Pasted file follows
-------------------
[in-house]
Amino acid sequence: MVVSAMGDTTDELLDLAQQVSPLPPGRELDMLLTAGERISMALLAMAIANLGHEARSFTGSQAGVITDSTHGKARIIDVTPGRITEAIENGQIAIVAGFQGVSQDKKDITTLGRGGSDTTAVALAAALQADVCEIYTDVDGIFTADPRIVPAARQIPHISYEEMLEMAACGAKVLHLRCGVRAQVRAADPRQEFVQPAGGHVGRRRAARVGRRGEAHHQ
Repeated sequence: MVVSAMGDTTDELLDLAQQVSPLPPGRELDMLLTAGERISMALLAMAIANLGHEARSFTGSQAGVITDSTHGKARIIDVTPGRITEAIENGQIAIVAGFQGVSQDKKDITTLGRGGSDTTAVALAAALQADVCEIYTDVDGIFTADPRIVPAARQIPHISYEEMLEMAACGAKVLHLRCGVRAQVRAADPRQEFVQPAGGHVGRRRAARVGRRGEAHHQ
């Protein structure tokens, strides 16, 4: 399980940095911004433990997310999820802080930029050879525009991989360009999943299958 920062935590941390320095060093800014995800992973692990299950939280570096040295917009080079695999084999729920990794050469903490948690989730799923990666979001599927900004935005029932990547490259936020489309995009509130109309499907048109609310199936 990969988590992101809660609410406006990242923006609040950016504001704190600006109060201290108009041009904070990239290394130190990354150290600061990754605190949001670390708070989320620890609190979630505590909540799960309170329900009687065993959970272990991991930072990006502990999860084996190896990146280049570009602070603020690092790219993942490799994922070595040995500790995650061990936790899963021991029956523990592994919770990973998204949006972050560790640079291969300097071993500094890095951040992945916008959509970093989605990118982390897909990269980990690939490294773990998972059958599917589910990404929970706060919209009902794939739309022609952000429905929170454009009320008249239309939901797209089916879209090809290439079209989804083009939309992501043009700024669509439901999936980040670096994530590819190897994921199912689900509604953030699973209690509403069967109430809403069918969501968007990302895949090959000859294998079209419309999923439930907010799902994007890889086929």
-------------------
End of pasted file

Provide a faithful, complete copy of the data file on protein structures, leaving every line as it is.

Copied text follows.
[in-house]
Amino acid sequence: MVVSAMGDTTDELLDLAQQVSPLPPGRELDMLLTAGERISMALLAMAIANLGHEARSFTGSQAGVITDSTHGKARIIDVTPGRITEAIENGQIAIVAGFQGVSQDKKDITTLGRGGSDTTAVALAAALQADVCEIYTDVDGIFTADPRIVPAARQIPHISYEEMLEMAACGAKVLHLRCGVRAQVRAADPRQEFVQPAGGHVGRRRAARVGRRGEAHHQ
Repeated sequence: MVVSAMGDTTDELLDLAQQVSPLPPGRELDMLLTAGERISMALLAMAIANLGHEARSFTGSQAGVITDSTHGKARIIDVTPGRITEAIENGQIAIVAGFQGVSQDKKDITTLGRGGSDTTAVALAAALQADVCEIYTDVDGIFTADPRIVPAARQIPHISYEEMLEMAACGAKVLHLRCGVRAQVRAADPRQEFVQPAGGHVGRRRAARVGRRGEAHHQ
């Protein structure tokens, strides 16, 4: 399980940095911004433990997310999820802080930029050879525009991989360009999943299958 920062935590941390320095060093800014995800992973692990299950939280570096040295917009080079695999084999729920990794050469903490948690989730799923990666979001599927900004935005029932990547490259936020489309995009509130109309499907048109609310199936 990969988590992101809660609410406006990242923006609040950016504001704190600006109060201290108009041009904070990239290394130190990354150290600061990754605190949001670390708070989320620890609190979630505590909540799960309170329900009687065993959970272990991991930072990006502990999860084996190896990146280049570009602070603020690092790219993942490799994922070595040995500790995650061990936790899963021991029956523990592994919770990973998204949006972050560790640079291969300097071993500094890095951040992945916008959509970093989605990118982390897909990269980990690939490294773990998972059958599917589910990404929970706060919209009902794939739309022609952000429905929170454009009320008249239309939901797209089916879209090809290439079209989804083009939309992501043009700024669509439901999936980040670096994530590819190897994921199912689900509604953030699973209690509403069967109430809403069918969501968007990302895949090959000859294998079209419309999923439930907010799902994007890889086929």